If you’re just joining us, I recommend reading the two previous posts in this thread, Pvt. Clark, reporting for duty and Fort Howard, October 1833 (part 1). In this post we’ll take a look at the reverse side of Fort Howard’s “Return of the Fifth Regiment of Infantry” for the month of October, 1833:
There are many interesting details on this side of the monthly return, although it takes some close reading and, sometimes, a knowledge of army abbreviations to get the most information from it. (Oh, yes—acronyms and abbreviations have been a staple of Army record-keeping since the earliest years.) If you need some assistance, several of the sites on this list at NARA can be very helpful, though some common nineteenth-century acronyms are not found on modern lists.
Most of this page is devoted to the monthly list of the senior and junior officers of the regiment and their current assignments. The left side of the page is organized into five columns: Company, Rank, Name, Post or Station, Remarks.
At the top of the list are the regiment’s field and staff officers: Col. G. M. Brooke, commanding the regiment and the post, at Ft. Howard. His second-in-command, Lt. Col. E. Cullen is commanding Ft. Winnebago, and Major G. Bender is in charge of Ft. Dearborn. W. E. Cruger (possibly a lieutenant) has been reassigned from Co. D to serve as Adjutant, essentially the chief correspondent and record-keeper of the regiment. He is stationed with his boss, Col. Brooke, at Ft. Howard.
The regiment has two army surgeons and two assistant surgeons. Surgeons C. A. Finley and R. S. Satterlee hold army rank equivalent to Major and are both stationed at Ft. Howard, although Dr. Finley is away from the post on furlough, which has been extended to December 31. Forts Dearborn and Winnebago each have the service of one Assistant Surgeon. The regiment’s two Assistant Surgeons hold rank equivalent to either a Captain or a First Lieutenant, depending on the individual’s length of service in the army.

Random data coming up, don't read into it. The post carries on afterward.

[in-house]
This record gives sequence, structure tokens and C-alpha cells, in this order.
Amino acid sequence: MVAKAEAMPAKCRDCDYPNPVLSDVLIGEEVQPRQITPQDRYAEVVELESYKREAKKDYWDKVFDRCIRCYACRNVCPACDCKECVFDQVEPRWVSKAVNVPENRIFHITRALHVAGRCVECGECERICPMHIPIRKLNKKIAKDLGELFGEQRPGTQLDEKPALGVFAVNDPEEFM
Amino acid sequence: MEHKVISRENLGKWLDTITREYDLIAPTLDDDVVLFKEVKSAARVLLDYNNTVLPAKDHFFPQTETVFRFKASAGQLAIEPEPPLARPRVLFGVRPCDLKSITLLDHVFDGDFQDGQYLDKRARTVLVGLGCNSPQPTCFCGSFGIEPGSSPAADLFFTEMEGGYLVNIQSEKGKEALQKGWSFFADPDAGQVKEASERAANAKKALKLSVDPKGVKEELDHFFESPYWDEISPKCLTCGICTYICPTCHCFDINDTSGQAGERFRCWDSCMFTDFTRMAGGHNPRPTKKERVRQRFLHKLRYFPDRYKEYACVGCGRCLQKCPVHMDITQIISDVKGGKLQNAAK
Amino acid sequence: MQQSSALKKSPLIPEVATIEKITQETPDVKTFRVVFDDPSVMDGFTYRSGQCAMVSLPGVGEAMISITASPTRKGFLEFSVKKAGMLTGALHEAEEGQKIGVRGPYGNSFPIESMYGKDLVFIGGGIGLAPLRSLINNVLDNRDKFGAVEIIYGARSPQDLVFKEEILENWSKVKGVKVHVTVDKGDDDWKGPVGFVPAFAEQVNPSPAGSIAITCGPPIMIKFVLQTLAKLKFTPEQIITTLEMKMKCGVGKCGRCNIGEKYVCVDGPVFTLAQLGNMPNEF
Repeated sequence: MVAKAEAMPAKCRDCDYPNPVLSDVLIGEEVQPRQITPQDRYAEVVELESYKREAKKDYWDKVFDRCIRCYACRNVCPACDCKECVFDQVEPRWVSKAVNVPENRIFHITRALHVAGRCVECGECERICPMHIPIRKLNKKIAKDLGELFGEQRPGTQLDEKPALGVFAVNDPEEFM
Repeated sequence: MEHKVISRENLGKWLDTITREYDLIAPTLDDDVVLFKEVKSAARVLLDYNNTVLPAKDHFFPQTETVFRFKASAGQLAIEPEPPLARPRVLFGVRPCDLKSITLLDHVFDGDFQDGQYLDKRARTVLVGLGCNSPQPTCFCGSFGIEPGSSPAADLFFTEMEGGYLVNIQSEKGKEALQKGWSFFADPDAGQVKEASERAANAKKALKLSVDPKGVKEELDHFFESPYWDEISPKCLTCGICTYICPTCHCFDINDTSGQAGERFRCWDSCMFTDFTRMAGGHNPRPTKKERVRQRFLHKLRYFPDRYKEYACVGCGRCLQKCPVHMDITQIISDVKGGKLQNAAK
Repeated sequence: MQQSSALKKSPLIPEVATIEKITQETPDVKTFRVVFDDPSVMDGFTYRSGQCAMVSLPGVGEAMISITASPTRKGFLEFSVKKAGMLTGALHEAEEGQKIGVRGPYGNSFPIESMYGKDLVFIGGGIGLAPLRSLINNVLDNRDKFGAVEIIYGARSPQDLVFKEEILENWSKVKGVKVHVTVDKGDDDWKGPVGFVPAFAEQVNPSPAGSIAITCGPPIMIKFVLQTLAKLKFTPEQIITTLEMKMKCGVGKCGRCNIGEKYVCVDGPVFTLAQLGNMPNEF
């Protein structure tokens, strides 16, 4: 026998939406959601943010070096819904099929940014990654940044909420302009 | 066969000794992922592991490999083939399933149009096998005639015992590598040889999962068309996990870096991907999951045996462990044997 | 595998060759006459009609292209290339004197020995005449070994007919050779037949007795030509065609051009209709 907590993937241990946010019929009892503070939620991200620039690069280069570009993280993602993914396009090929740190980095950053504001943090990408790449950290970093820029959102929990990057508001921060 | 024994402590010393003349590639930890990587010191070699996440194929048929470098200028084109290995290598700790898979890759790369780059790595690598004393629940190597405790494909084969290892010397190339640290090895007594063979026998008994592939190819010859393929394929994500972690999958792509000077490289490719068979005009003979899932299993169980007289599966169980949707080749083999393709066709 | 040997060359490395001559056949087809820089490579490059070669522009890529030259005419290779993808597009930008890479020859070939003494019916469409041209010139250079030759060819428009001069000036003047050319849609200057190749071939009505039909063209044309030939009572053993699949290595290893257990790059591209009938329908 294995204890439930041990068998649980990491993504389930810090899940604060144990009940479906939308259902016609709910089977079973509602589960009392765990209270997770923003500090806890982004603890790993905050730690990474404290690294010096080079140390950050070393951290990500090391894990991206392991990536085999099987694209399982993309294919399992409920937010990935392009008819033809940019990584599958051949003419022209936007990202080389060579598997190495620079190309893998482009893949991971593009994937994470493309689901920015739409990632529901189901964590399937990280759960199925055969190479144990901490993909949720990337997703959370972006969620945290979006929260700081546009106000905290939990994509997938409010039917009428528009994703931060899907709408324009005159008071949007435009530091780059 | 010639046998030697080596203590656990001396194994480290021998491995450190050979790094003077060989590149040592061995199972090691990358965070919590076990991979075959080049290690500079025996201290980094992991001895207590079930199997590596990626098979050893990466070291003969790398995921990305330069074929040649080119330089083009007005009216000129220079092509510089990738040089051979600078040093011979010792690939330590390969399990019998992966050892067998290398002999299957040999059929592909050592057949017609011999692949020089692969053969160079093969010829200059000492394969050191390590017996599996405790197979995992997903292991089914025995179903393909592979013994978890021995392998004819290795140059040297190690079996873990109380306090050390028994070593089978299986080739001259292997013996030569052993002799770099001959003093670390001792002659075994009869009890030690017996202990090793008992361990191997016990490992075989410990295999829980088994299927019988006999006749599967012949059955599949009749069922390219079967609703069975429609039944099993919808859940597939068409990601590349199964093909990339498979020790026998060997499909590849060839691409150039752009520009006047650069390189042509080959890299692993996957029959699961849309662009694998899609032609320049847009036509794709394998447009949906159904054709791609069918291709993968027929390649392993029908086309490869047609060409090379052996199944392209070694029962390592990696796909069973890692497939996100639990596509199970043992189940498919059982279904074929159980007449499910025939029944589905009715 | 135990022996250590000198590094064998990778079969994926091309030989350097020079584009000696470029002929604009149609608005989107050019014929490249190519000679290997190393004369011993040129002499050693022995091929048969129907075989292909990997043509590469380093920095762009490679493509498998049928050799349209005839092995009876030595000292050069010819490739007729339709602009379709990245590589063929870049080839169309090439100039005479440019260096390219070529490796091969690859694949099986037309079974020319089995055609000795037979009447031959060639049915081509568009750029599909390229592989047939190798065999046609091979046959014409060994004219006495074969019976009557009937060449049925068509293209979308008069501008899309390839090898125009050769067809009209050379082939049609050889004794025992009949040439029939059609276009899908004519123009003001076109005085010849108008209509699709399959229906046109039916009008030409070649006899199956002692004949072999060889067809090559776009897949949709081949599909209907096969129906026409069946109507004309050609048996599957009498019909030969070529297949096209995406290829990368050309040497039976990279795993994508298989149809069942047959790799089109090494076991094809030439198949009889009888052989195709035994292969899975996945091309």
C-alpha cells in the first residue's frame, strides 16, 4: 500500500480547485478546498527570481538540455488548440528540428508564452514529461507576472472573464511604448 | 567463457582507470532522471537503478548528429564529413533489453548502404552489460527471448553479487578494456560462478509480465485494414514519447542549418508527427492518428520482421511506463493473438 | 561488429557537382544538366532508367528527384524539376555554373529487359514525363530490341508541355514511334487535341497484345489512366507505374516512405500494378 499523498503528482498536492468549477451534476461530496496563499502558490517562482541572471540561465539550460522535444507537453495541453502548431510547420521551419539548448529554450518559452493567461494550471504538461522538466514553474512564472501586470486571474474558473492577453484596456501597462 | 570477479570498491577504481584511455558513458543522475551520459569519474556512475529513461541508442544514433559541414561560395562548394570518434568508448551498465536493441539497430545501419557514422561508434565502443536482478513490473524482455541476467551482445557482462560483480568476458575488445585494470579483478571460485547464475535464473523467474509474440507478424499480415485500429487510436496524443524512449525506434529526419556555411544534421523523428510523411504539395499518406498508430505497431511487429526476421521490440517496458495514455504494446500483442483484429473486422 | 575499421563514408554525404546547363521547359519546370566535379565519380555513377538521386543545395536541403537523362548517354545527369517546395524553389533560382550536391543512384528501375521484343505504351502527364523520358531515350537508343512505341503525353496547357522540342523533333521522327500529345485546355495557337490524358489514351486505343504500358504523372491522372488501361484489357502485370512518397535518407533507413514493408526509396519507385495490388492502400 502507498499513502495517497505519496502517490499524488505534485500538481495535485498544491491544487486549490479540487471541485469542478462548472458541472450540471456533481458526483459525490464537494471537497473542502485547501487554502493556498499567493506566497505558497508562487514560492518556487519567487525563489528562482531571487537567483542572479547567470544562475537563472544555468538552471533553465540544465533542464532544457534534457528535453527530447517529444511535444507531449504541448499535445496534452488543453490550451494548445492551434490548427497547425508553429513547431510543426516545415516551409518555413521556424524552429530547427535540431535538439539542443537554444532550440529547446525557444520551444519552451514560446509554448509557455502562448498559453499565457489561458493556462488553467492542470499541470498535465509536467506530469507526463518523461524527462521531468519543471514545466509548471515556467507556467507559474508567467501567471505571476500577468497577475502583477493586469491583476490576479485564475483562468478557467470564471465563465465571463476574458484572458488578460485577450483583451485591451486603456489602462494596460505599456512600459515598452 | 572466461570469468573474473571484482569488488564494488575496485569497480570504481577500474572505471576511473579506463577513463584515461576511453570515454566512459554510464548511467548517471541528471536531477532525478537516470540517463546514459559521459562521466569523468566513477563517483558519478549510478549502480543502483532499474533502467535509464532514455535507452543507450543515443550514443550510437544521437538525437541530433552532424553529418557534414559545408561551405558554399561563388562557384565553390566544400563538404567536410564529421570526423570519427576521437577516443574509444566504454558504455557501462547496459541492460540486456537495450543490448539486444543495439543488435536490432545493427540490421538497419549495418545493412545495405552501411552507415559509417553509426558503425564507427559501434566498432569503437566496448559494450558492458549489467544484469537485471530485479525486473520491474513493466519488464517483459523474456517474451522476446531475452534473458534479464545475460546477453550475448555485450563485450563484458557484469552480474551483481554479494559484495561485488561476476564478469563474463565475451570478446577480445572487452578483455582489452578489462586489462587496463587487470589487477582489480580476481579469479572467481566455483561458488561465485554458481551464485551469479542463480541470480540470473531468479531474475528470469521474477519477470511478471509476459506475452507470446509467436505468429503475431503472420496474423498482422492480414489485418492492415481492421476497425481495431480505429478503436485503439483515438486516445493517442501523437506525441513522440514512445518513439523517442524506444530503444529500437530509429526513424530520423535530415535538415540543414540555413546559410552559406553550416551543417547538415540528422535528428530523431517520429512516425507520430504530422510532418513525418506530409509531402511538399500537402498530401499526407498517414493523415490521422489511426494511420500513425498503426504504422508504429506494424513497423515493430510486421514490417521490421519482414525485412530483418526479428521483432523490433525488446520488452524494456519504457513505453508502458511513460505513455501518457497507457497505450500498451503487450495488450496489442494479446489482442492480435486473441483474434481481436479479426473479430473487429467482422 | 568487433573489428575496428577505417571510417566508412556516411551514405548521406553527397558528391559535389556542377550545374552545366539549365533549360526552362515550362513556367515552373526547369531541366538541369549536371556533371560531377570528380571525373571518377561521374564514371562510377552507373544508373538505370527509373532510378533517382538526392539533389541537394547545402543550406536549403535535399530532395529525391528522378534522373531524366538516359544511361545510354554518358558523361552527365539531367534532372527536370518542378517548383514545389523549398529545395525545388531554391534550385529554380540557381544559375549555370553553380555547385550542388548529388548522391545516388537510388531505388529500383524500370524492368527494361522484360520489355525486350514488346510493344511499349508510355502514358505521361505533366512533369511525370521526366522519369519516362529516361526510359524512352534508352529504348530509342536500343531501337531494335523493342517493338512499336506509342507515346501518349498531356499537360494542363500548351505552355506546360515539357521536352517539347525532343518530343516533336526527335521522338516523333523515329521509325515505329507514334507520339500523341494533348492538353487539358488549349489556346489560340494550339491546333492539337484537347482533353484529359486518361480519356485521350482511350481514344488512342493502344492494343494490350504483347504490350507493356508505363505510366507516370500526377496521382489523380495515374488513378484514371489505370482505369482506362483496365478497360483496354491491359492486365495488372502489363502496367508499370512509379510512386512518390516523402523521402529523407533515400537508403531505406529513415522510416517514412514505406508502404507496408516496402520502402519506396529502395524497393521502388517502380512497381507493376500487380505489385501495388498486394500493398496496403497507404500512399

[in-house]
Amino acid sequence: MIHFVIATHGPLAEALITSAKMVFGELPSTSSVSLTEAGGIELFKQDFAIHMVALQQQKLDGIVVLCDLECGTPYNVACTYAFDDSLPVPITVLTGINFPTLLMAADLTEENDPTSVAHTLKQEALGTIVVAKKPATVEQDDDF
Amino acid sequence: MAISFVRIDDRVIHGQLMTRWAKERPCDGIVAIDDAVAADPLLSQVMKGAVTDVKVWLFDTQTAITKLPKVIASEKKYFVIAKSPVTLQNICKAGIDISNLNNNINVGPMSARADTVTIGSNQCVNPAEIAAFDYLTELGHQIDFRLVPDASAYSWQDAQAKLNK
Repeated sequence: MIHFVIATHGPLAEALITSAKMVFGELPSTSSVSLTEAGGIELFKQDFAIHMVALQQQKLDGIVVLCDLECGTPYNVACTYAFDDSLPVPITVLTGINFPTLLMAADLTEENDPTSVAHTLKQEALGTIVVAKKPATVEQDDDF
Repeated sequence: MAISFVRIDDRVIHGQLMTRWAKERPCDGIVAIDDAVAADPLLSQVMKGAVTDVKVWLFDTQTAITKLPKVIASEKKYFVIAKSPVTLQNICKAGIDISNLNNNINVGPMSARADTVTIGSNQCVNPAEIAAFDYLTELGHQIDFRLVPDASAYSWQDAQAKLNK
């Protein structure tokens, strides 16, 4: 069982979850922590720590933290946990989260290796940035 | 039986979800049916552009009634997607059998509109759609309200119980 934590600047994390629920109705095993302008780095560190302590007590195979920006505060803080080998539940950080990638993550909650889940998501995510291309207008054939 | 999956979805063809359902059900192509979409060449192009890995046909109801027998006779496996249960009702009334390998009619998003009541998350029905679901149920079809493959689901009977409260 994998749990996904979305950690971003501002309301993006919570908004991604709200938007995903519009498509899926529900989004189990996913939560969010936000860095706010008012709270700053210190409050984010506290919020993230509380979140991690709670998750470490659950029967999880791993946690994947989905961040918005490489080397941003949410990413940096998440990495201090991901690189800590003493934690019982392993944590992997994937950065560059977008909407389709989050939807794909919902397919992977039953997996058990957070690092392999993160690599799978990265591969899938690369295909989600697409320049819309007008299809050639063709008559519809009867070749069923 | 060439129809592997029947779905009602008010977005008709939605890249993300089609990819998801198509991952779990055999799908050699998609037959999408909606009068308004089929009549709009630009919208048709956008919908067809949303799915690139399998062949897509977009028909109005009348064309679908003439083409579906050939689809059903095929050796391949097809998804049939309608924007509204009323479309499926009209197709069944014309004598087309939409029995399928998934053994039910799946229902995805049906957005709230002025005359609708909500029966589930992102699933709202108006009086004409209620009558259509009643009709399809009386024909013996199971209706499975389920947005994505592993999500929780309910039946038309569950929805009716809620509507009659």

Continuing down the left side of the page, there are pre-printed places to list the officers commanding each of the regiment’s ten companies. Each company should be led by a Captain, assisted by a First Lieutenant and a Second Lieutenant. At the end of the list of company officers, there are spaces to list Brevet Second Lieutenants; the regiment has five altogether. (A “brevet” officer is a soldier that has been promoted to a higher rank, usually for bravery or other especially meritorious service. Unlike a standard promotion—which was a permanent increase in rank and pay, usually based on strict seniority rules—a brevet officer did not receive a corresponding increase in pay.)
A quick look at the “Post or Station” and “Remarks” columns on the document shows that many of the regiment’s officers were not anywhere near the the rest of the unit. For example, the leader of Co. D, Capt. G. Low, is assigned to lead his company at Ft. Winnebago, but is away on a six-month furlough that started on Sept. 1. He will be away until the beginning of March, 1834. Co. D also currently lacks a first lieutenant, so it is being led by its most junior officer, 2nd Lt. A. S. [Alexander S.] Hooe.